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Dermatology Online Journal

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Delusions of parasitosis: a brief review of the literature and pathway for diagnosis and treatment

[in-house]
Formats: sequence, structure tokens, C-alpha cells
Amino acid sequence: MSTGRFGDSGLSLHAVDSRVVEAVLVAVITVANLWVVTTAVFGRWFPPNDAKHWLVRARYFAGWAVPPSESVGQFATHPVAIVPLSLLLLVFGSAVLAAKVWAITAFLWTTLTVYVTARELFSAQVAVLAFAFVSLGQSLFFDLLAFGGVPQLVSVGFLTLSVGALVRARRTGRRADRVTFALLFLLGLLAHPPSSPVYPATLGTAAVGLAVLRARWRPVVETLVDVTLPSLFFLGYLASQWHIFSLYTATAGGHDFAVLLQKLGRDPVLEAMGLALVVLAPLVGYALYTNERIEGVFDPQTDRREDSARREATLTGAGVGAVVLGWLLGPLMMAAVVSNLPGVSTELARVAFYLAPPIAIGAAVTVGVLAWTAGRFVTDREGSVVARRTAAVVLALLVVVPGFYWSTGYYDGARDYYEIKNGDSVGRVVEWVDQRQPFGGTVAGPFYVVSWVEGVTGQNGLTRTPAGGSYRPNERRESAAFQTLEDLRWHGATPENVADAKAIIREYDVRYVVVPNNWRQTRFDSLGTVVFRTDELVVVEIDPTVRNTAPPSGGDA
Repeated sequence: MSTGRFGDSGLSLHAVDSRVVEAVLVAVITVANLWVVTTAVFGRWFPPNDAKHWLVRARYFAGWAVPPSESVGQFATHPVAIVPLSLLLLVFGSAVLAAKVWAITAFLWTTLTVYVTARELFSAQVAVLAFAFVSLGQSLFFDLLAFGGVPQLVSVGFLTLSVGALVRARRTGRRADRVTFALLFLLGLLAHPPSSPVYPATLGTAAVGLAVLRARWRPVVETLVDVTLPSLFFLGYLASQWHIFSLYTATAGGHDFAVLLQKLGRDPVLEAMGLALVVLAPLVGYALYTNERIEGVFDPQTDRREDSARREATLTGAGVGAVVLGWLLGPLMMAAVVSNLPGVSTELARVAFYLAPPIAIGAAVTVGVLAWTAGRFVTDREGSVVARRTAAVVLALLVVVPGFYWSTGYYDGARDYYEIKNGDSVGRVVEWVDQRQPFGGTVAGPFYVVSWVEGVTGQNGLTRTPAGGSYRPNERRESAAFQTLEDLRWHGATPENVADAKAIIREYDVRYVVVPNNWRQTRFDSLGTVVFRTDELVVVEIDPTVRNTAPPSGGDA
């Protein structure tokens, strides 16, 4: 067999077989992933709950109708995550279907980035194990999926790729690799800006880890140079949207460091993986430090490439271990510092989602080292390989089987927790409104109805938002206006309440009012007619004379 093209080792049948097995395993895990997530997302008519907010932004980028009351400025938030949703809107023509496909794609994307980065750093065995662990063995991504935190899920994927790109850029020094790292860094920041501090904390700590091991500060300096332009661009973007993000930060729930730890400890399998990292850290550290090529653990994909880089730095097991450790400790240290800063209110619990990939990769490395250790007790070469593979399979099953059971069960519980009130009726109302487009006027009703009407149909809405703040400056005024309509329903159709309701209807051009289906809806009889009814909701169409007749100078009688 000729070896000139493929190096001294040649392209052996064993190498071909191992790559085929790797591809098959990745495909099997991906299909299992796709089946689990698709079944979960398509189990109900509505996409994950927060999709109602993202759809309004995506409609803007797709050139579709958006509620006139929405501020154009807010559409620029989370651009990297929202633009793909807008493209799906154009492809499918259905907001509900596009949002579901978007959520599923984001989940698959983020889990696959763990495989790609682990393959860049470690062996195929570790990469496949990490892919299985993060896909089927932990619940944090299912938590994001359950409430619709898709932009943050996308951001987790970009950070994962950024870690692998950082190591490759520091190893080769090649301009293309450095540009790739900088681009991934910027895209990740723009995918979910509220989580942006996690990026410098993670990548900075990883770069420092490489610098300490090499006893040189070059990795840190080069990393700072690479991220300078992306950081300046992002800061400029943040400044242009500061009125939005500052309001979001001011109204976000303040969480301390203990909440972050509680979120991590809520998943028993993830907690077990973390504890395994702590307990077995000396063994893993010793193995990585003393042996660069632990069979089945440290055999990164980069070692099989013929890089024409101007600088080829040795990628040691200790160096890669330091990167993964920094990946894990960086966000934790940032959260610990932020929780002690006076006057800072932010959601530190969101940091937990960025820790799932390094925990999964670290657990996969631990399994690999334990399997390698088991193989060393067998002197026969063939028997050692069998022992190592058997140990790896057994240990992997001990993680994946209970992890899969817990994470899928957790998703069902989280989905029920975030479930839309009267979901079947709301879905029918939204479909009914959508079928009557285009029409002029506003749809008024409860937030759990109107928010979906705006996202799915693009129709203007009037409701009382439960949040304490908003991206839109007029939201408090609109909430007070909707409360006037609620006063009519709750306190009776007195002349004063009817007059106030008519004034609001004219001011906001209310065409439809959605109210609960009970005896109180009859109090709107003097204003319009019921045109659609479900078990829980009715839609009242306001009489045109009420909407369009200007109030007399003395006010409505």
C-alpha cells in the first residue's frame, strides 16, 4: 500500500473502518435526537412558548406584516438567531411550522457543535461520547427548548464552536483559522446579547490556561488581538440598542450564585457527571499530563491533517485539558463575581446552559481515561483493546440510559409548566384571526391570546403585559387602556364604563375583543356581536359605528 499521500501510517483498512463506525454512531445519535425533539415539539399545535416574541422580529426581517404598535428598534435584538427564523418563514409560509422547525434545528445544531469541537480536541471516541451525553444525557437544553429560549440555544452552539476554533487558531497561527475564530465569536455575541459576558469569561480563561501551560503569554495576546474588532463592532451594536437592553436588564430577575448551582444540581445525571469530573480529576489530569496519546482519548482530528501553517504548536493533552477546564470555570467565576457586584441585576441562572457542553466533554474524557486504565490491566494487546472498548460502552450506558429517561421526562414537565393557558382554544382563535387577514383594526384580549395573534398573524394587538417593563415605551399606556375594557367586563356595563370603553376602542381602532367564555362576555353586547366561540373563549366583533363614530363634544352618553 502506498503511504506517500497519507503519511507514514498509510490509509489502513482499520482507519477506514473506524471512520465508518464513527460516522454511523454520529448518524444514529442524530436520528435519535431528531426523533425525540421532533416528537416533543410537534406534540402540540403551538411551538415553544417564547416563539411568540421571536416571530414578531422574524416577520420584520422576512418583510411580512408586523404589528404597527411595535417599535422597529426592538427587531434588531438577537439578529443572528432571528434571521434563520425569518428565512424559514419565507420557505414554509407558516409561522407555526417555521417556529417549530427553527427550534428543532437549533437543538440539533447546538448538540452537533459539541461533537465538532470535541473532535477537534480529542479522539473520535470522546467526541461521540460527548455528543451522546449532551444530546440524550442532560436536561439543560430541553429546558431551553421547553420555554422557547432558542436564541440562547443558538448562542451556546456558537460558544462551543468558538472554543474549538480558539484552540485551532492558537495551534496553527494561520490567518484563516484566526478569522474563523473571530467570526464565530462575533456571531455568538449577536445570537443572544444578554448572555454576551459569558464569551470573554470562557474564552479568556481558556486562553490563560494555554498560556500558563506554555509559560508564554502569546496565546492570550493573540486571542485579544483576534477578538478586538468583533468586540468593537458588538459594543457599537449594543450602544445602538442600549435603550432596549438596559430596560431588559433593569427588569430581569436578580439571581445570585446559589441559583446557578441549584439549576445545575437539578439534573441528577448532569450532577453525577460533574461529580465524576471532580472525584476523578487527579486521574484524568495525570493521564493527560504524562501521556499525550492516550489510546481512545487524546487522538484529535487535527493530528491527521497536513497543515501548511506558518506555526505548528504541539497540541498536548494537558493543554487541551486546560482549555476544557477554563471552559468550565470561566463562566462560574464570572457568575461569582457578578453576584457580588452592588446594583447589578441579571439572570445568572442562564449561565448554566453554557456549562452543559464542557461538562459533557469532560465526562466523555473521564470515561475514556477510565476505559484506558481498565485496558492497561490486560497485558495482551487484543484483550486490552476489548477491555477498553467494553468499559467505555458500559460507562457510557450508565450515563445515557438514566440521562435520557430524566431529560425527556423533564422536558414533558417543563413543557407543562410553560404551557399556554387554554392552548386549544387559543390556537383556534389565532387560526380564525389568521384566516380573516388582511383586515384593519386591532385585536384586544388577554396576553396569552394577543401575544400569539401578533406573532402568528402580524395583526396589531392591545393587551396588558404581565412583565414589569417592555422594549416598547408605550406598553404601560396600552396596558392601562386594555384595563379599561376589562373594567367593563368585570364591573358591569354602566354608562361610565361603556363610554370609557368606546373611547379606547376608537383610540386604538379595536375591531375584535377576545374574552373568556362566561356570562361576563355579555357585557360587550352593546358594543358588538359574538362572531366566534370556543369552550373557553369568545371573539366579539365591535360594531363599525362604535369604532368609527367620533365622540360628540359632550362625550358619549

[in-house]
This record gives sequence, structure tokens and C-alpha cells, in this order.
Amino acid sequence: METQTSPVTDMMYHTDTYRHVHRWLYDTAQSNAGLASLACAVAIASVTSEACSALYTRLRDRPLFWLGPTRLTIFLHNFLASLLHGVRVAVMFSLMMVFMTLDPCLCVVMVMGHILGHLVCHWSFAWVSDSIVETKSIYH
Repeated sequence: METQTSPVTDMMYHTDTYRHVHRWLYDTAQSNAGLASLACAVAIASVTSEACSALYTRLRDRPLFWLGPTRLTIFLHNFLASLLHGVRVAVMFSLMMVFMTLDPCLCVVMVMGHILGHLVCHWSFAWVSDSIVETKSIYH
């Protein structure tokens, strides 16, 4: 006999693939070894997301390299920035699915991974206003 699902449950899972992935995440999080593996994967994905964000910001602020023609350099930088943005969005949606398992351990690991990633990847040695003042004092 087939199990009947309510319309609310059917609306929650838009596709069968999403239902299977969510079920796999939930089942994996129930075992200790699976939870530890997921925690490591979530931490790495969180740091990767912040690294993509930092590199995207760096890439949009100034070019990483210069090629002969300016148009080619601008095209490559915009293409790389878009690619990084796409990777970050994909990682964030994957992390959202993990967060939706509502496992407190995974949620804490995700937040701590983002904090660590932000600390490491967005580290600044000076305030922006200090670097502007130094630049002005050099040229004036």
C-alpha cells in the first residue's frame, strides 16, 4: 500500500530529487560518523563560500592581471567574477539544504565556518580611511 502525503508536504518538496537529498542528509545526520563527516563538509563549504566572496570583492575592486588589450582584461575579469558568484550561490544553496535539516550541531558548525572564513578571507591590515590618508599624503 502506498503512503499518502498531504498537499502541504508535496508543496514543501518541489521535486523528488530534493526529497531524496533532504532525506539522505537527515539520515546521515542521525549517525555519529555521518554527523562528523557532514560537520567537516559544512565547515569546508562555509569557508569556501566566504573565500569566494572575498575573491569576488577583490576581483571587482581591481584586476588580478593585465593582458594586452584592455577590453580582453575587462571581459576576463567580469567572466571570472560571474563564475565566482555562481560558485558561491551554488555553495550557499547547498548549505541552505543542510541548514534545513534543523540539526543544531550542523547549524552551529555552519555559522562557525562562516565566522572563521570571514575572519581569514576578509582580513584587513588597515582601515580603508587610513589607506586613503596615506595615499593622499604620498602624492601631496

A large proportion of patients seen in dermatology practices have underlying psychological issues associated with their skin diseases. One of the most flagrant examples of this are patients with delusions of parasitosis. These patients have false fixed beliefs that they are infested by parasites and experience cutaneous sensations of crawling, biting, and stinging associated with their delusions. There is no organic skin disorder and all cutaneous manifestations are self-induced. Rather than a psychiatrist, the dermatologist is often designated by the patient to handle the chief complaint, even though the main disorder is psychogenic. In spite of their limited evidence, antipsychotic medications have become the mainstay of therapy for delusions of parasitosis. The dermatologist must therefore be familiar with the approach to diagnosis and the use of antipsychotic or neuroleptic medications, which usually reside in the domain. There are few clinical trials and no substantial randomized controlled trials examining the efficacy of the psychiatrist antipsychotic medication used to treat delusions of parasitosis. This review article synthesizes the current available research and distils it down to analyzes 17 case reports, comprising 37 cases, examining the use of risperidone and olanzapine in the treatment of delusions of parasitosis. These findings are synthesized into a clinical pathway designed to assist dermatologists in effectively managing patients with delusions of parasitosis.

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